From Italy’s amaretti to Greece’s Melomakarona, Musement takes a look at 10 Christmas cookies from around the world.
Whether Christmas is small or large, there’s no doubt that delights abound, stirring everyone’s appetites as they beckon from their place on the table. Cookies always play a role in dessert, so here’s a look at 10 different Christmas cookies from around the world.
1. Amaretti, Italy
Literally meaning “little bitters,” amaretti cookies are generally made with almonds, egg whites, and sugar. With two of the most popular iterations hailing from Lombardy (Amaretti di Saranno) and Liguria (Amaretti di Sassello), they’re often associated with Northern Italy, especially Piedmont, though it’s not unusual to find Italians around the peninsula enjoying them during the holidays. They’re also tremendous fun to make! (Note: They’re completely unrelated to amaretto liqueur)
2. Lebkuchen, Germany
These honey-sweetened gingerbread cake-like cookies are emblematic of German Christmas. Some versions are plain, others might be completely or partially dipped in chocolate while still others might be embellished with varied icings and/or nuts — regardless, they unfailingly add a sweet spiced touch to any holiday table.
3. Melomakarona, Greece
A combination of “meli”, the Greek word for honey, and “makarona”, a derivative of the Greek word for “blessed,” these cookies stand front and center in pretty much every Greek household when the holidays roll around. These oil-based treats made from honey, walnuts, citrus, and spices epitomize all that’s delectable about the holiday season.
4. Alfajores, South America
Found in various South American countries, including Peru to Argentina, traditional alfajores are a shortbread sandwich cookie filled with sweet dulce de leche and often topped with powdered sugar, though bakers nowadays often experiment with other fillings and toppings. Warning: it’s impossible to eat just one!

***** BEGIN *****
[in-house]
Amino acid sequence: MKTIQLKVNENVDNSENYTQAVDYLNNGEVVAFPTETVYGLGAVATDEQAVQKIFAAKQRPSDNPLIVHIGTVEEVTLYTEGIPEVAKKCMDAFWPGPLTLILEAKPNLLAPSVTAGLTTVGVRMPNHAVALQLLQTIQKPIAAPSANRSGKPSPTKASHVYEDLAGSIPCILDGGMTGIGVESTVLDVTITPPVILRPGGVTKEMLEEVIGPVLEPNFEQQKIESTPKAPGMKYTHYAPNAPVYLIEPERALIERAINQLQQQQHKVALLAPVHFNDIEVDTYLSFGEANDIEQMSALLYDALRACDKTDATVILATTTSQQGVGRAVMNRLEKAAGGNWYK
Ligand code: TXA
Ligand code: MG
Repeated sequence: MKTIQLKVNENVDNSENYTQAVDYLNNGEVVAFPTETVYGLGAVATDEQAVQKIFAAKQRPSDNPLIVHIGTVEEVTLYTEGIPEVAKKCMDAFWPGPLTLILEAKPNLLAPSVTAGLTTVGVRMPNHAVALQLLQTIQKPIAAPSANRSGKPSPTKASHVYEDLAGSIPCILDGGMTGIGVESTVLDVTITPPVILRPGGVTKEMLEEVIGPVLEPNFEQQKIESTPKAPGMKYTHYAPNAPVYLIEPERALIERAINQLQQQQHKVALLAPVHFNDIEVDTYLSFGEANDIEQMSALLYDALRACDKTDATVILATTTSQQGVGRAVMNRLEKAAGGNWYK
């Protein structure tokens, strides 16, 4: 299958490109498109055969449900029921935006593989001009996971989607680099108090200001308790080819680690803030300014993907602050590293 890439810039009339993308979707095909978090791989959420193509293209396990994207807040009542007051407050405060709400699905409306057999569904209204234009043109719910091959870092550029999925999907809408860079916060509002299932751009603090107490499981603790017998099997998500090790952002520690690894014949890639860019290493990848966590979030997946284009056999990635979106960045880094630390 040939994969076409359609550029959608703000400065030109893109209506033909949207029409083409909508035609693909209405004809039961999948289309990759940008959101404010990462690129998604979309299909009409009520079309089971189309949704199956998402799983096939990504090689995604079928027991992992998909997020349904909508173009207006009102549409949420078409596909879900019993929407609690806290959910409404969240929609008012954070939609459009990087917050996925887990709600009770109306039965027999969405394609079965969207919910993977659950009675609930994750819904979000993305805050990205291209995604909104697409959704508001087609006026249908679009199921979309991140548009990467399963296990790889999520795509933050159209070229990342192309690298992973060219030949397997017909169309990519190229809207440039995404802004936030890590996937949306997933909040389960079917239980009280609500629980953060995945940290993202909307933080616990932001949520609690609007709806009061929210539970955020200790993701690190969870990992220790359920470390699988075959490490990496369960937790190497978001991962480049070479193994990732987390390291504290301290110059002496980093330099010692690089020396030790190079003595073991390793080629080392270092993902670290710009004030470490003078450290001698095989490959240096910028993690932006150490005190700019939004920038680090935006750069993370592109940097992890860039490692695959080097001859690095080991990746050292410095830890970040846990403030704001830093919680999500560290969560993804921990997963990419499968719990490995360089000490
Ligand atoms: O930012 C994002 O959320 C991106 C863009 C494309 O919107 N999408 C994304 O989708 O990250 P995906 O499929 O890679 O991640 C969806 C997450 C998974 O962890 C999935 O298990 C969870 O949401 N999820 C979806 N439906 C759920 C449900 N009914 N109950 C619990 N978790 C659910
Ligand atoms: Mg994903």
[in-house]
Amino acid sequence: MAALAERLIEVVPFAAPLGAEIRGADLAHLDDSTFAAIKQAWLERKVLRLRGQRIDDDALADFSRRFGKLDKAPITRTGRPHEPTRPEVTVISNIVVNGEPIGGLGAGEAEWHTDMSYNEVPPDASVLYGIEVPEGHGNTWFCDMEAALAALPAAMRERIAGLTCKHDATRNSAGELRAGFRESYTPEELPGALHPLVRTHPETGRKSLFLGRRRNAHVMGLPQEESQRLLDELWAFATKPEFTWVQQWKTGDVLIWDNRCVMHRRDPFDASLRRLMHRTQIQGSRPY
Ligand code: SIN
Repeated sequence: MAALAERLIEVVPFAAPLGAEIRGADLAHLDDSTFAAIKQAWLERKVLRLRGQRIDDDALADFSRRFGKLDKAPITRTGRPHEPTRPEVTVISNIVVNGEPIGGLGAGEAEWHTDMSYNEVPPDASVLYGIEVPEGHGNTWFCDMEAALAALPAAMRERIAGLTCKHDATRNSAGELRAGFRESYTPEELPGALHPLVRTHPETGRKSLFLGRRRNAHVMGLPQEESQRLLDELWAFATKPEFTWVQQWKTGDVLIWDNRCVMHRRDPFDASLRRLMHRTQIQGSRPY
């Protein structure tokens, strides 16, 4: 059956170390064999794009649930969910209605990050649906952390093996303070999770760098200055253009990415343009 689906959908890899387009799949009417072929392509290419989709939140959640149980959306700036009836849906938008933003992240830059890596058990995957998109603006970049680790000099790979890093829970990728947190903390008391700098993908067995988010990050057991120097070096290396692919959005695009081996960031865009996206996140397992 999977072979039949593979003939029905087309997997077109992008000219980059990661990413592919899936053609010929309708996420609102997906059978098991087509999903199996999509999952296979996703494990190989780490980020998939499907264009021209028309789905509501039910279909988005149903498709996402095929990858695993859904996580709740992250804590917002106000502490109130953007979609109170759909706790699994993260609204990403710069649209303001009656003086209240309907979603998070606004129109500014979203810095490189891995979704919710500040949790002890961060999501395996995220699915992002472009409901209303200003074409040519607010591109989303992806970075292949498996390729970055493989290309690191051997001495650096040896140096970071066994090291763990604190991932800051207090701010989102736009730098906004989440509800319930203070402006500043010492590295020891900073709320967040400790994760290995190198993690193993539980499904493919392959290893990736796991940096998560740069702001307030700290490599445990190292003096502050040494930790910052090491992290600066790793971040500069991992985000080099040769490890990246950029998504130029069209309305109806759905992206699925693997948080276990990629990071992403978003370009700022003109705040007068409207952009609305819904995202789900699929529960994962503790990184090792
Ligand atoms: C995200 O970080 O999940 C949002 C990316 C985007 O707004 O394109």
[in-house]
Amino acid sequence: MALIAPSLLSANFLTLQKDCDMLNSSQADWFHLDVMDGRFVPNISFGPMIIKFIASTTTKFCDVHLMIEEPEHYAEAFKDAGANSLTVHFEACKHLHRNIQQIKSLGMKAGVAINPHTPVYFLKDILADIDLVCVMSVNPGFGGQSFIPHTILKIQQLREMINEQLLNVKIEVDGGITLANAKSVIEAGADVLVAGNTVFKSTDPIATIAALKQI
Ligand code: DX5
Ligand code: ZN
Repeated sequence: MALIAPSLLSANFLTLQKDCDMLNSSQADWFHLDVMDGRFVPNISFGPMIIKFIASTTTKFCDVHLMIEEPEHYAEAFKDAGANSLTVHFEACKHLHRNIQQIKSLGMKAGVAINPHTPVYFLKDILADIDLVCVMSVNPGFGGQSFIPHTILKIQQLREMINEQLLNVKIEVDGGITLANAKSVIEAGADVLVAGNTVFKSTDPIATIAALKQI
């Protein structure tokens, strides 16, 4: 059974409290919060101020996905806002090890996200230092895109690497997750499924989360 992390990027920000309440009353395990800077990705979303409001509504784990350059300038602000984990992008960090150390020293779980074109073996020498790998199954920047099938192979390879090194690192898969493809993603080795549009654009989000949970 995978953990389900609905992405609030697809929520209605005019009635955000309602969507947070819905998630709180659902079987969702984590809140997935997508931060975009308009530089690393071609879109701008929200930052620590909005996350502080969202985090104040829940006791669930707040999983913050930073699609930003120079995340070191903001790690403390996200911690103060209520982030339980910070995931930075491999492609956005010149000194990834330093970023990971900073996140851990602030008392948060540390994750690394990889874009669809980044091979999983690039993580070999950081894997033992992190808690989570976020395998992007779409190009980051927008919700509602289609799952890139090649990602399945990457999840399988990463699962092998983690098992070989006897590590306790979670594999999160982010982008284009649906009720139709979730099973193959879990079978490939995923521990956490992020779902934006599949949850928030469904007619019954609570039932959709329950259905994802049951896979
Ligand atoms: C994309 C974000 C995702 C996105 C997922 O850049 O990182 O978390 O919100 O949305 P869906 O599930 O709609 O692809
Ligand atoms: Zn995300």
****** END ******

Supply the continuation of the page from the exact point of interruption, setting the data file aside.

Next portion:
Though they feature a more truffle-like consistency, we couldn’t resist including this beloved treat that Brazilians especially enjoy during the Christmas holiday. Brigadeiros are traditionally composed of condensed milk, cocoa powder, butter and coated in chocolate sprinkles, but again, as is the case for many traditional foods, riffs on the classic exist. They’re soft, fudgy, and ever-so irresistible.
6. Kahk, Egypt
Christmas is just one of the holidays that these cookies stand front and center in Egpyt. Though kahk cookies aren’t just limited to Egpyt — they’re incredibly popular around the Arab world. These powdered sugar-coated nuggets are generally plain or contain a flavorful nut filling — they’re delicious either way.
7. Kołaczki, Poland
Found around Poland in various shapes and sizes, kołaczki are jam-filled cookies with a cream cheese and butter base. They dazzle any time of year, but there’s just something about the holidays that makes them all the more appealing. Plus, it’s no secret that Poland isn’t lacking in good eats.
8. Anzac Biscuits, Australia and New Zeland
An anagram for Australian and New Zealand Army Corps, Anzac biscuits were baked into being during World War I. Women prepared these long-lasting rolled oat treats for their loved ones stationed in Italy, sending them off with some sustenance and a taste of home. Though they’re most often associated with ANZAC Remembrance Day on April 25, it’s not unusual to see them incorporated into Christmas, whether in their original form or as part of a grander delight.
9. Sablés, France
Shortbread meets sugar cookie in French sablés, which serve as a blank canvas for various shapes and designs. You may find them iced, covered with powdered sugar, or even simply plain. Regardless of preference, there’s something for everyone when it comes to this French holiday staple.
10. Pryaniki, Russia
This spiced cookie, or “honey bread,” regularly appears during tea time in Russia, but they’re even more popular during the holidays. The spiced cakey cookies are generally encased in a thin layer of icing, rendering the holiday season even sweeter.